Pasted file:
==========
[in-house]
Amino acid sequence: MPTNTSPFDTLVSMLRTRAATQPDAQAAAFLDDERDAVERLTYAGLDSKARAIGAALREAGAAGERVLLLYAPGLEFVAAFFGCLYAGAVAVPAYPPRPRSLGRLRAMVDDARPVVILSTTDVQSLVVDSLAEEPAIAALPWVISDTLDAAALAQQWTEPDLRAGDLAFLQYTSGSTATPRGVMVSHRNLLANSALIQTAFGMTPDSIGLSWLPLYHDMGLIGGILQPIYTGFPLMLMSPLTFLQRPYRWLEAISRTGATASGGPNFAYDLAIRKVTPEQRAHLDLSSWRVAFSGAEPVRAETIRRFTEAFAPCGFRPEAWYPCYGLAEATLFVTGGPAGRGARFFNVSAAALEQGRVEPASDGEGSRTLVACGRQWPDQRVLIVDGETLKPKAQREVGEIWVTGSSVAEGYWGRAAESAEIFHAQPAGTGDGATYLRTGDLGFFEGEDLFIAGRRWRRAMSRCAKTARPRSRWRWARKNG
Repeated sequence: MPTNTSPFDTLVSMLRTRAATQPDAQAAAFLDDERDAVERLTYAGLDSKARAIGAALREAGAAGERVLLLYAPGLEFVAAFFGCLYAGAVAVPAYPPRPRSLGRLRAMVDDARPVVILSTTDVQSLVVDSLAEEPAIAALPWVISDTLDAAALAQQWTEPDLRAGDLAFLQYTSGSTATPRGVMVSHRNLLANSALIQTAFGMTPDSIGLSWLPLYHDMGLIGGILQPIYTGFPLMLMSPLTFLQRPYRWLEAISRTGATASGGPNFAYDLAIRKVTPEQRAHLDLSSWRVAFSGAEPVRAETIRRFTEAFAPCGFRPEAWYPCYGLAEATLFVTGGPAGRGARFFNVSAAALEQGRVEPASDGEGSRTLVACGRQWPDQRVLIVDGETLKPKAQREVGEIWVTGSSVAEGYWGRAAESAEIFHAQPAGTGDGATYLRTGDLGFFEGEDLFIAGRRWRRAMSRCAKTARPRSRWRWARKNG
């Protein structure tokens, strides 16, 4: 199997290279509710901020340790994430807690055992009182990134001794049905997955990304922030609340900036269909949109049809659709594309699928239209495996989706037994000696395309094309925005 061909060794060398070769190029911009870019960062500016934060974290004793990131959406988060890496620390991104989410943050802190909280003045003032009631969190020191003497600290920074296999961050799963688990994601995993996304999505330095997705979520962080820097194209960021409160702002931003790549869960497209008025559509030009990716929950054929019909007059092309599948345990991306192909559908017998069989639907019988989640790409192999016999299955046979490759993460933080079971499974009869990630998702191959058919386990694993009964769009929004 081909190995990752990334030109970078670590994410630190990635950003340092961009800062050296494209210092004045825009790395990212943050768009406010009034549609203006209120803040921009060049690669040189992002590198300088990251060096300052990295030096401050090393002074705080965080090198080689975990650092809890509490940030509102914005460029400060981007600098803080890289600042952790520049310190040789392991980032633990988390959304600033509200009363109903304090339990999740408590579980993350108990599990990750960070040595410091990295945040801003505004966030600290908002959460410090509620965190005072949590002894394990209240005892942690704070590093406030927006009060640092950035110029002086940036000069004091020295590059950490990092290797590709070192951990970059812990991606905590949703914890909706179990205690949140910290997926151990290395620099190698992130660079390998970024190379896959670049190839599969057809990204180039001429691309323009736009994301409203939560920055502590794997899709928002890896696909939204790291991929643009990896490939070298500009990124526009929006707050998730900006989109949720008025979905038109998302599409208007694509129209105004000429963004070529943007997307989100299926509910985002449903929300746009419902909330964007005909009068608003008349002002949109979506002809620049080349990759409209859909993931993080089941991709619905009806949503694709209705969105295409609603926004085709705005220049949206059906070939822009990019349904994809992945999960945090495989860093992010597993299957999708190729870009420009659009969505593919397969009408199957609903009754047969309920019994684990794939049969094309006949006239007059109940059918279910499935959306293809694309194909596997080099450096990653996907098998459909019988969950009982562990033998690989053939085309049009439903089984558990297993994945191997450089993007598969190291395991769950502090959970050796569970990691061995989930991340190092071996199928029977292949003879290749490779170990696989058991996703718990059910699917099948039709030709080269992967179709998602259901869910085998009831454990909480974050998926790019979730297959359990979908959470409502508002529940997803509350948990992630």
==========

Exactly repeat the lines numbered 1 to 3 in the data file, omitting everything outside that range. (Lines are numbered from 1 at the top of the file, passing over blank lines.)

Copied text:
[in-house]
Amino acid sequence: MPTNTSPFDTLVSMLRTRAATQPDAQAAAFLDDERDAVERLTYAGLDSKARAIGAALREAGAAGERVLLLYAPGLEFVAAFFGCLYAGAVAVPAYPPRPRSLGRLRAMVDDARPVVILSTTDVQSLVVDSLAEEPAIAALPWVISDTLDAAALAQQWTEPDLRAGDLAFLQYTSGSTATPRGVMVSHRNLLANSALIQTAFGMTPDSIGLSWLPLYHDMGLIGGILQPIYTGFPLMLMSPLTFLQRPYRWLEAISRTGATASGGPNFAYDLAIRKVTPEQRAHLDLSSWRVAFSGAEPVRAETIRRFTEAFAPCGFRPEAWYPCYGLAEATLFVTGGPAGRGARFFNVSAAALEQGRVEPASDGEGSRTLVACGRQWPDQRVLIVDGETLKPKAQREVGEIWVTGSSVAEGYWGRAAESAEIFHAQPAGTGDGATYLRTGDLGFFEGEDLFIAGRRWRRAMSRCAKTARPRSRWRWARKNG
Repeated sequence: MPTNTSPFDTLVSMLRTRAATQPDAQAAAFLDDERDAVERLTYAGLDSKARAIGAALREAGAAGERVLLLYAPGLEFVAAFFGCLYAGAVAVPAYPPRPRSLGRLRAMVDDARPVVILSTTDVQSLVVDSLAEEPAIAALPWVISDTLDAAALAQQWTEPDLRAGDLAFLQYTSGSTATPRGVMVSHRNLLANSALIQTAFGMTPDSIGLSWLPLYHDMGLIGGILQPIYTGFPLMLMSPLTFLQRPYRWLEAISRTGATASGGPNFAYDLAIRKVTPEQRAHLDLSSWRVAFSGAEPVRAETIRRFTEAFAPCGFRPEAWYPCYGLAEATLFVTGGPAGRGARFFNVSAAALEQGRVEPASDGEGSRTLVACGRQWPDQRVLIVDGETLKPKAQREVGEIWVTGSSVAEGYWGRAAESAEIFHAQPAGTGDGATYLRTGDLGFFEGEDLFIAGRRWRRAMSRCAKTARPRSRWRWARKNG